My research made me recognize how Western I was. I naively assumed that there would be clear rules for what was secret and what wasn’t, and access would be equal. Russia didn’t work that way. Non-Russianists often assume this means archivists were corrupt, but that wasn’t the case. I was never asked to trade money for access, and the highly-professional archivists would have been offended at the suggestion. Instead, access was fuzzy, and centered on relationships. I still had to establish myself as a serious and responsible scholar. That meant I had to show up, and keep showing up, day after day. My funding let me do that. At Yale, Paul Kennedy had established International Security Studies, an interdisciplinary research center, and attracted the foundation grants to make it thrive. ISS provided me the backing to go to Moscow early and stay late.
Time and guidance let me feel my way through the maze of Russian archives dealing with the Soviet military in the 1920s and 1930s. While limited archival access had been available to foreigners even before communism began to disintegrate, military and foreign policy materials had been strictly off-limits. This meant I had little secondary literature to rely on and had to build the basic chronology of events for myself. The payoff, though, was that I and the other scholars working on the Soviet military could truly break new ground.
Access was never complete. Archivists denied that some collections even existed. When I brought in books by well-connected Russian scholars with precise citations to those collections, the stone-faced denials never changed. Still, by patiently chipping away at archival barriers, I was able to assemble a comprehensive picture of Soviet military policy. Using multiple archives (military, party, economic, and state), each with different filing systems and different sets of classified and unclassified documents, helped enormously. So did the remaining irrationalities of archival policy. Documents that I couldn’t see in reading rooms were perfectly accessible, as long as I read them in the bowels of archive conservatories. My clear intent to write up and publish what I found in those sources was not a problem. The result was that I ended up finding what I needed.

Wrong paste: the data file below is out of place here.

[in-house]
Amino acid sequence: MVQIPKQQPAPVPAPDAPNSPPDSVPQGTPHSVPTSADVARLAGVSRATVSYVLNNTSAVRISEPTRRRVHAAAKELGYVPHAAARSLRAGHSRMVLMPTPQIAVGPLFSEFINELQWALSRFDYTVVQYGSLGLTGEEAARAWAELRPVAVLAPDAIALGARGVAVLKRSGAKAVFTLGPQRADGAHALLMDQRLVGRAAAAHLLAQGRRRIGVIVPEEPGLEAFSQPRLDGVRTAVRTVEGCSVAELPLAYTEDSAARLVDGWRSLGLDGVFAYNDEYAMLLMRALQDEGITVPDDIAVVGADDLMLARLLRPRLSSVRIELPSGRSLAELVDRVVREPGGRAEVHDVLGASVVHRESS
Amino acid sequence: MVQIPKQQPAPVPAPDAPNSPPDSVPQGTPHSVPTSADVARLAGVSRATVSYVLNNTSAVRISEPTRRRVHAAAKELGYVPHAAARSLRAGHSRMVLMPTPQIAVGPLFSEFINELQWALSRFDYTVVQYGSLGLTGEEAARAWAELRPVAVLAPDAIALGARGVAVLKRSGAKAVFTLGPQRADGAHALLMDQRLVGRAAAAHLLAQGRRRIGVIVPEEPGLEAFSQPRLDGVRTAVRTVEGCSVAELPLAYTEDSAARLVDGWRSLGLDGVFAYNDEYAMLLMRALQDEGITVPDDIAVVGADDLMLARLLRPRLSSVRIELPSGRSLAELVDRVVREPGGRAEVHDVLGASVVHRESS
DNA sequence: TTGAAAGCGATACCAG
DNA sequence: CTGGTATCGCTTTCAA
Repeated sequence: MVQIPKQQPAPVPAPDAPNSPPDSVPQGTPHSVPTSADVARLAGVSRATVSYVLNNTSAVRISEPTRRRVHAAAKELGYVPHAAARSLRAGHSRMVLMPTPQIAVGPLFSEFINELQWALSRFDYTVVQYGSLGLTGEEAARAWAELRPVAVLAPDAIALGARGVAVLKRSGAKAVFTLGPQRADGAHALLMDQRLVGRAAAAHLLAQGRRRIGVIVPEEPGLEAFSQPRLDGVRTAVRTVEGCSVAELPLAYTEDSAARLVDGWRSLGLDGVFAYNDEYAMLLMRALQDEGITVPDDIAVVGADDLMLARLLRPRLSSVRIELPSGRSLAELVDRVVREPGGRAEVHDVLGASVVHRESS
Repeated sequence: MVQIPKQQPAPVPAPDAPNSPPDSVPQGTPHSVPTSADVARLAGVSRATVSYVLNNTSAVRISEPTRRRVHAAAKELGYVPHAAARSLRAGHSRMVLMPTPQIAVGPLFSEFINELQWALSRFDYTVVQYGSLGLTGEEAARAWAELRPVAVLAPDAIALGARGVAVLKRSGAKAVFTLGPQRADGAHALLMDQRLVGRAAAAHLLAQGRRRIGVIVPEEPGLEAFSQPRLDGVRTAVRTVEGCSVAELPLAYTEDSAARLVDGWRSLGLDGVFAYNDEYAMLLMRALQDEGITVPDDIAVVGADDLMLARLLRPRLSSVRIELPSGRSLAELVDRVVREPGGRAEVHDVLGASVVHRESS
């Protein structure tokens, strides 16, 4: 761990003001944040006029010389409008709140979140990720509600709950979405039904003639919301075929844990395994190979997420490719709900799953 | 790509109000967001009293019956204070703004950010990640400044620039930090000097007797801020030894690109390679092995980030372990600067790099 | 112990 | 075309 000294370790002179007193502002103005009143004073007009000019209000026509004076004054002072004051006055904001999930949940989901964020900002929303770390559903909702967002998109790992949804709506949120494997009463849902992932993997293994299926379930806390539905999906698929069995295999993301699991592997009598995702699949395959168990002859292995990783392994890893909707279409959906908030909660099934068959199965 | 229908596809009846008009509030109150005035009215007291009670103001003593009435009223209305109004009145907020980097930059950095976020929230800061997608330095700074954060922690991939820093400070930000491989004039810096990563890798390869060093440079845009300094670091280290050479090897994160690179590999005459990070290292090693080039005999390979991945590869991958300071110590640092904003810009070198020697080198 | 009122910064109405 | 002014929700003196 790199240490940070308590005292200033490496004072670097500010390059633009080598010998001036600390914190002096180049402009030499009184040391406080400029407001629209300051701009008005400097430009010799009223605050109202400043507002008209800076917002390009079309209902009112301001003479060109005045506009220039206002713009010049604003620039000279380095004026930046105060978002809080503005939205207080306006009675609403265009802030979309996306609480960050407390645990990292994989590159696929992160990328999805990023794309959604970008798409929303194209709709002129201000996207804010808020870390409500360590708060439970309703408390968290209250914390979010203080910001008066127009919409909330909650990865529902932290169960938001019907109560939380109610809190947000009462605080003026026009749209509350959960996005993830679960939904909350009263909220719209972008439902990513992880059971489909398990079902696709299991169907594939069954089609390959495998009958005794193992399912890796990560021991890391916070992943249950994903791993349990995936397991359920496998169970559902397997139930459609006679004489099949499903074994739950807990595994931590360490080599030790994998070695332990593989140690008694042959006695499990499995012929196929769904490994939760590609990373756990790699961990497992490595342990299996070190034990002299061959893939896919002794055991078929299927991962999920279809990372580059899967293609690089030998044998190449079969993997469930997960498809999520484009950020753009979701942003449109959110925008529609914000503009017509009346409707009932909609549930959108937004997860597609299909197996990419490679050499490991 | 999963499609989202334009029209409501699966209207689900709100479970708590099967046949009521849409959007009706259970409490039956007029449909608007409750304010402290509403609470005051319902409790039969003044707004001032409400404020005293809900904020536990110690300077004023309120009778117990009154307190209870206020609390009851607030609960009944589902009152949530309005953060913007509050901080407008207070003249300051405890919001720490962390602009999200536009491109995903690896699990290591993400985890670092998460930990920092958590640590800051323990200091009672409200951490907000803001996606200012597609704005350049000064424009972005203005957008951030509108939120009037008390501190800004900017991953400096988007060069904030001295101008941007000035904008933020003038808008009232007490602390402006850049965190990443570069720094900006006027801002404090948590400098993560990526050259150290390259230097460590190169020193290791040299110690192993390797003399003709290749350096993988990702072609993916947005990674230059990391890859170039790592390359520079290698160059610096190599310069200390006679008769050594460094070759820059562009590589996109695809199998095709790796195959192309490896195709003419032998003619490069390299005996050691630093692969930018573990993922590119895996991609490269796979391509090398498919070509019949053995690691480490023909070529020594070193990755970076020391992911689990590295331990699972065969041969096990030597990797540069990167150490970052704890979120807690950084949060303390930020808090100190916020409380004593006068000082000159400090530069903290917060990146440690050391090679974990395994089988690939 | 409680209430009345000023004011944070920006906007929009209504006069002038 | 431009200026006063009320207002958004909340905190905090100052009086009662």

One downside to working on the Soviet military, even sixty years later, was suspicion. Military history in the USSR was an exclusively military preserve (an excellent argument for keeping military history vigorous in our universities), and a foreign civilian studying the military was naturally presumed a spy. I was asked directly, more than once, whether my true employer was the CIA.
The golden age ended even before I left Moscow. Putin’s administration has been rightly blamed for chipping away the liberties of the Yeltsin era, but the archival reversal began well before Putin. In my experience, the key moment was Chechnya. The outbreak of open warfare in December 1994 had an immediate (and palpable) effect on archivists’ attitudes, and limits on research became much tighter. Things are nowhere near the bad old days of the Soviet Union, but it’s hard not to miss those first heady years.
By David R. Stone
About David R. Stone
// <![CDATA[// Posted on Thursday, June 7, 2007 at 9:23 PM